Augusto Pinochet As A Modern Caudillo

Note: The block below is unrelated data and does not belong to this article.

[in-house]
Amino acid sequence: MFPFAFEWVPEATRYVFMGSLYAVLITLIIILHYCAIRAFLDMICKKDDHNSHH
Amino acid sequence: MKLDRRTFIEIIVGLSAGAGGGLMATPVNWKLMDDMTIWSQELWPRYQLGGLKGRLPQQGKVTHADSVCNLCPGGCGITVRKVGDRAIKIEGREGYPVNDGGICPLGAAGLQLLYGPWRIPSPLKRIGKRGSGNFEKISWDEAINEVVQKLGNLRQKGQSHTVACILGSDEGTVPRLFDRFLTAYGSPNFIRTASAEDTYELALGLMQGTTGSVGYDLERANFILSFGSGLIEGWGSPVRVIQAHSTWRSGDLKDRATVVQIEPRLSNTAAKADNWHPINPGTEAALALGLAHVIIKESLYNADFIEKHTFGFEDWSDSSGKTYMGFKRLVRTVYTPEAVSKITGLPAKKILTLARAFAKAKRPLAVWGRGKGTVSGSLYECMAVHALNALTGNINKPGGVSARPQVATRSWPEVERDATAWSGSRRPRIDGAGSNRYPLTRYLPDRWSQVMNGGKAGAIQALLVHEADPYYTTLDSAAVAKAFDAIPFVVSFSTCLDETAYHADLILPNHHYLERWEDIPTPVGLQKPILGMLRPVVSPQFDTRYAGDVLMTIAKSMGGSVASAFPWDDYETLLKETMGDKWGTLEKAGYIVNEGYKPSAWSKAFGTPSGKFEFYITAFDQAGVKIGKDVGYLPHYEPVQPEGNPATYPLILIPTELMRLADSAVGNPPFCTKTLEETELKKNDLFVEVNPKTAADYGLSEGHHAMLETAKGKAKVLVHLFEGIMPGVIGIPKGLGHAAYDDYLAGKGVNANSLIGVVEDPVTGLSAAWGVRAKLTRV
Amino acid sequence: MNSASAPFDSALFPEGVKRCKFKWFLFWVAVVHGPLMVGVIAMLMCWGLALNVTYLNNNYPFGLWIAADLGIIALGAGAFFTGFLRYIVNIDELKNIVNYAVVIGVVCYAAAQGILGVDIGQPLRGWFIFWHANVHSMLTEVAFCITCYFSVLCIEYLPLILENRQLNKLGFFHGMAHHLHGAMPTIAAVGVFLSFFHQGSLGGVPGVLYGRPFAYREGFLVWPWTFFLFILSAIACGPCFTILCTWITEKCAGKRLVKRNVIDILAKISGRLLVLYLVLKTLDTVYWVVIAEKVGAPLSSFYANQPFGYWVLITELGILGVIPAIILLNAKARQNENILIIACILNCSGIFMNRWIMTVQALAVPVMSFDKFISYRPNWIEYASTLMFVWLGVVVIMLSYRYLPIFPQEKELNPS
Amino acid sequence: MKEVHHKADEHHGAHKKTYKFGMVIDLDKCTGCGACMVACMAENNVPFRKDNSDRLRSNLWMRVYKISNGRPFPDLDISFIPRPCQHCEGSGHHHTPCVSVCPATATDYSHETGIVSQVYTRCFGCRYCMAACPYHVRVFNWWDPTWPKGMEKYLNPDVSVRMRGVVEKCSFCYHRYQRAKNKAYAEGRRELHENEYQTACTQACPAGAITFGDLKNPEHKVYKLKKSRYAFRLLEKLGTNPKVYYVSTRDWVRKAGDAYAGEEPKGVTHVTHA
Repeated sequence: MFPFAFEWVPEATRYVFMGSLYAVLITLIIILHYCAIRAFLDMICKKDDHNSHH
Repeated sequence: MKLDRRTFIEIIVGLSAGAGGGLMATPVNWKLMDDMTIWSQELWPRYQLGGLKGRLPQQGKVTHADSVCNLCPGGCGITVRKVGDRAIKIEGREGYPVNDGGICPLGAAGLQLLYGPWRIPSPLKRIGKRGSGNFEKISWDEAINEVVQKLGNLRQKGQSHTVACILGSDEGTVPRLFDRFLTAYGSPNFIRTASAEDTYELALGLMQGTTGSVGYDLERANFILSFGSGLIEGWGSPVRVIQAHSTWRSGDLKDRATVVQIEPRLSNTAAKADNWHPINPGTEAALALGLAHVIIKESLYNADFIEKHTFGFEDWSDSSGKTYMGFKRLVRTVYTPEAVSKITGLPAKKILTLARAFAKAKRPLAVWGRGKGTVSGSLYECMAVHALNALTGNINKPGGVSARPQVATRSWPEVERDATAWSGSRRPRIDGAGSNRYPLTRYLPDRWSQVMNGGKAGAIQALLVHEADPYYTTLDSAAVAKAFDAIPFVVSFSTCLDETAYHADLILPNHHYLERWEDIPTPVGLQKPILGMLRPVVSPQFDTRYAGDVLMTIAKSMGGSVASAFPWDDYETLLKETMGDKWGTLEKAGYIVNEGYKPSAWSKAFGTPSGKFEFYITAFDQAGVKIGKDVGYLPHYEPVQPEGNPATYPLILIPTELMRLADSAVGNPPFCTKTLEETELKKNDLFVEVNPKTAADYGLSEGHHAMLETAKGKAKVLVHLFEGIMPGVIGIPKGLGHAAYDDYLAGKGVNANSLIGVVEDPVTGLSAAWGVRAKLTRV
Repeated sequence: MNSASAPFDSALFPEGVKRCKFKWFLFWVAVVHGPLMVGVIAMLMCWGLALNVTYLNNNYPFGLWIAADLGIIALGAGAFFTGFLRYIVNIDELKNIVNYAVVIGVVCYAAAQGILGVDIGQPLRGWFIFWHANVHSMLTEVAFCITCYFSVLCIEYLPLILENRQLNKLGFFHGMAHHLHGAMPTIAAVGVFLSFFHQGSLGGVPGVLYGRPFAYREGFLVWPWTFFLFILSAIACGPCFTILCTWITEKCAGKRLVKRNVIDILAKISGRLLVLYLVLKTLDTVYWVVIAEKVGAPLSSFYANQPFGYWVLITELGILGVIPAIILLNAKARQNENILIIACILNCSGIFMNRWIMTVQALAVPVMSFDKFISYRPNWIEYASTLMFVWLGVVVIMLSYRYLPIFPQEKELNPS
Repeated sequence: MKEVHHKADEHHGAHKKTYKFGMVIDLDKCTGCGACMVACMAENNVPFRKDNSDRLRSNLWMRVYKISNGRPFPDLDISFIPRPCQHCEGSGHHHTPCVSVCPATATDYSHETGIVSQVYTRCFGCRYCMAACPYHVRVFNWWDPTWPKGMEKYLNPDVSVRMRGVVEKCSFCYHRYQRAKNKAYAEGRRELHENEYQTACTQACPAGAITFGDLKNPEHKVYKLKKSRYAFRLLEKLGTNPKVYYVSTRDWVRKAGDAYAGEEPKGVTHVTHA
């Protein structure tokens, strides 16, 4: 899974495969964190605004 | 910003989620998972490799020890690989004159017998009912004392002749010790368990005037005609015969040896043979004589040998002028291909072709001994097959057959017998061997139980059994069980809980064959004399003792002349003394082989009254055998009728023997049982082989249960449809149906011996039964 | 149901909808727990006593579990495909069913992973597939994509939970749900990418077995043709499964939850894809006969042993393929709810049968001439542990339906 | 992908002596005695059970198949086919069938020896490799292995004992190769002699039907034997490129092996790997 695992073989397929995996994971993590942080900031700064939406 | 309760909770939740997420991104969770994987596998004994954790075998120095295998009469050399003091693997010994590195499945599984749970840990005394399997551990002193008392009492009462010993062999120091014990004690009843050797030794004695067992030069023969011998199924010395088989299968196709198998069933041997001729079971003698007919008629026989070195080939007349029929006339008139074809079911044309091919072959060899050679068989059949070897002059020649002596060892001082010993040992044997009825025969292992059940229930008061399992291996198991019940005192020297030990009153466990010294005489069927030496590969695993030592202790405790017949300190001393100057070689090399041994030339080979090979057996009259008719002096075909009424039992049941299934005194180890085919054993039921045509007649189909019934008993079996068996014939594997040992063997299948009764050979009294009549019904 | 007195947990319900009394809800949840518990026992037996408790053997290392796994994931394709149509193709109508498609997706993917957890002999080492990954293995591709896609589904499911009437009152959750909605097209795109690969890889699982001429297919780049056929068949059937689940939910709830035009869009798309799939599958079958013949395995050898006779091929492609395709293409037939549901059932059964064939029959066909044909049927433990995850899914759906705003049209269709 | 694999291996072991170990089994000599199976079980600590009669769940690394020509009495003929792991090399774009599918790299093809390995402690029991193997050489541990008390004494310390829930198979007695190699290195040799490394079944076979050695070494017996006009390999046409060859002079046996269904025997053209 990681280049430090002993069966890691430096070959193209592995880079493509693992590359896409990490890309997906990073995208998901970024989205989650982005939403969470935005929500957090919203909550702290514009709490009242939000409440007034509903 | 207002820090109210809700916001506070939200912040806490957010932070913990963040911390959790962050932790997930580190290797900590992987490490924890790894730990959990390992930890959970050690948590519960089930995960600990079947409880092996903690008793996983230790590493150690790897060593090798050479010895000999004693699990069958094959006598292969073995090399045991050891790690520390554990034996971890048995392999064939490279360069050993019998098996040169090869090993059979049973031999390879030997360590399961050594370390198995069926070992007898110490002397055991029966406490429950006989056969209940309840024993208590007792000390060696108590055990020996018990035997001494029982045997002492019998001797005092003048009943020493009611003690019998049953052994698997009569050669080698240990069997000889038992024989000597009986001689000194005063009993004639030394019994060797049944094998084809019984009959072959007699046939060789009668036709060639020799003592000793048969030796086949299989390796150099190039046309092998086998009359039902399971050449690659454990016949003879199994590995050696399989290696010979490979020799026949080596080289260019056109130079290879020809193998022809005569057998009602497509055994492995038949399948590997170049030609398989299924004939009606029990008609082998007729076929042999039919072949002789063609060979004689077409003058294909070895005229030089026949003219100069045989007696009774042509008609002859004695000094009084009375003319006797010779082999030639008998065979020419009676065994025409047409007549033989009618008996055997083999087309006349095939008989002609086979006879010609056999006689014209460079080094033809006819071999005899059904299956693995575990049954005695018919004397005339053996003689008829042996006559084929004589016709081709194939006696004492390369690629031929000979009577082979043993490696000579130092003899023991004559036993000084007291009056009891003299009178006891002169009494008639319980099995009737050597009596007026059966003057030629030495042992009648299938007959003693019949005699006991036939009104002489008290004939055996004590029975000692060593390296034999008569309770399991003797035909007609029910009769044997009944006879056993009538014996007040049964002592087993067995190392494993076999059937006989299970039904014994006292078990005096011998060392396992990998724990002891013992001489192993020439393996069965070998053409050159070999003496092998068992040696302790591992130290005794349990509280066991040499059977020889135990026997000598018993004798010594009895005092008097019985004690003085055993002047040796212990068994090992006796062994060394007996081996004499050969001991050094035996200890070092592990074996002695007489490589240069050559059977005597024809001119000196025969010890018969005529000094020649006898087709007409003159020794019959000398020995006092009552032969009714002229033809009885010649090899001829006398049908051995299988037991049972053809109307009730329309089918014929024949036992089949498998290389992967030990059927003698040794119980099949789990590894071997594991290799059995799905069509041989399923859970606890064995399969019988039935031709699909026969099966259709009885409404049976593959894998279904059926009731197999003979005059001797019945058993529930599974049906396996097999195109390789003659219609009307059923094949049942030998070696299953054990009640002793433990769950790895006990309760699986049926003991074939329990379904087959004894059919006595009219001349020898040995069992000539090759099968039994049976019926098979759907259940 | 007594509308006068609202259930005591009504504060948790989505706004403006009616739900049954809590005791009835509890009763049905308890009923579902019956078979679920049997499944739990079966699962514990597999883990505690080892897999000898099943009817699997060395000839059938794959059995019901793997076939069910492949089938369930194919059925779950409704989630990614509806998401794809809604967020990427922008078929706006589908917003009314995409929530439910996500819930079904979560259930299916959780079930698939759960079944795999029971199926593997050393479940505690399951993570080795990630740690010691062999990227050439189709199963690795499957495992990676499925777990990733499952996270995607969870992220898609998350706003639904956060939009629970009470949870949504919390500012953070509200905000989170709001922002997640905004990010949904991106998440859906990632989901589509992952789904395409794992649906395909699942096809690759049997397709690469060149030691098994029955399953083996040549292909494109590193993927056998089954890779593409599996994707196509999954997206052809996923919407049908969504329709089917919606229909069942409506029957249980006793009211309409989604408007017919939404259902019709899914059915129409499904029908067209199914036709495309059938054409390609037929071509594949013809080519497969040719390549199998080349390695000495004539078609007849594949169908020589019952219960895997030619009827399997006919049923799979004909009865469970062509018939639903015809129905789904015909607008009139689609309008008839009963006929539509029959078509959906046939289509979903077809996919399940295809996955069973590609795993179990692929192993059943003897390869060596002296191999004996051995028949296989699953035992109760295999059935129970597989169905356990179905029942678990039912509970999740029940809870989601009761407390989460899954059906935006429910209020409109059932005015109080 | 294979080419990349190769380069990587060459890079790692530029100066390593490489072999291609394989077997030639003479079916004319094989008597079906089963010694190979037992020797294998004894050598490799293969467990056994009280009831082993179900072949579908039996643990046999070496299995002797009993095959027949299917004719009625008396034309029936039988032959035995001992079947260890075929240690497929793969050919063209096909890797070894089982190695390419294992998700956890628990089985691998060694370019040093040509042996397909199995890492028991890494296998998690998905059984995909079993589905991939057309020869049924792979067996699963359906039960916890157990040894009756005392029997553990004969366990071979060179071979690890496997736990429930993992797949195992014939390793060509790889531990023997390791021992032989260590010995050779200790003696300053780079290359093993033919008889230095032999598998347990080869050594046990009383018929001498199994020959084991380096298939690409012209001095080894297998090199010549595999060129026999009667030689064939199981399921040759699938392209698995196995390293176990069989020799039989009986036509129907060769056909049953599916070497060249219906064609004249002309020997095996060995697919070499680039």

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A. Plan of Investigation This investigation evaluates the degree to which the rise of caudillismo in Latin America was inevitable. To assess the extent to which caudillismo was unavoidable, the investigation focuses on Augusto Pinochet, a militaristic ruler, his involvement with the leadership in Chile. The history of Peru as a country, and all of Latin America, is explored in this assessment. The details of Augusto Pinochet’s rule after he became a Cauldillo are only briefly discussed, as this investigation focuses on the events in Chile’s history that allowed his rise to power. Pinochet’s actions while a leader do not exemplify how caudillismo was inevitable in Latin America, and therefore do not help answer the question. The two sources selected for this evaluation, Augusto Pinochet from the ABC-CLIO database and The Later Nineteenth Century by Neill Macaulay are evaluated for their origins, purposes, limitations, and values. B. Summary of Evidence After the expulsion of the Spanish Army in 1825, each “Nation” in Latin America has it’s own internal conflicts. None of the separate Nations had an accepted plan for how the new government should be set up. None of the Nations could collaborate or cooperate with the other developing countries. During this post-independence period, the countries were separating themselves and creating their own independent Republics. It was in these republics that caudillismo was born. These tyrannical leaders were the main cause of the economic stagnation that’s effects have lasted up to the current day. Chile was no different. By 1850, the country was fueled by its exports of nitrates and copper. During the second half of the 19th century, progress was being made all over the continent. Exports were profitable, and politics were reaching stability. Caudillos were on a decline as democratic governments

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